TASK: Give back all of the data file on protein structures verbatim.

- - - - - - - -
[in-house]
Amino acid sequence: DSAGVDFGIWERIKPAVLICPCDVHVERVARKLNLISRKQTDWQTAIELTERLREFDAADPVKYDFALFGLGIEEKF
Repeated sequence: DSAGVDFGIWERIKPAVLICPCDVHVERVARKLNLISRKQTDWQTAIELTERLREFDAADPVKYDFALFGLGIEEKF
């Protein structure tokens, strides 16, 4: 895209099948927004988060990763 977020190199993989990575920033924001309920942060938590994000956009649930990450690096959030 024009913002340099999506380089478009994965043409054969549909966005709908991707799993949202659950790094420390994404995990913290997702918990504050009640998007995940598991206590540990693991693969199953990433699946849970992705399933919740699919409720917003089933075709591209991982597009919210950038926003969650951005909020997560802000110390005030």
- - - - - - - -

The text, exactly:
[in-house]
Amino acid sequence: DSAGVDFGIWERIKPAVLICPCDVHVERVARKLNLISRKQTDWQTAIELTERLREFDAADPVKYDFALFGLGIEEKF
Repeated sequence: DSAGVDFGIWERIKPAVLICPCDVHVERVARKLNLISRKQTDWQTAIELTERLREFDAADPVKYDFALFGLGIEEKF
């Protein structure tokens, strides 16, 4: 895209099948927004988060990763 977020190199993989990575920033924001309920942060938590994000956009649930990450690096959030 024009913002340099999506380089478009994965043409054969549909966005709908991707799993949202659950790094420390994404995990913290997702918990504050009640998007995940598991206590540990693991693969199953990433699946849970992705399933919740699919409720917003089933075709591209991982597009919210950038926003969650951005909020997560802000110390005030």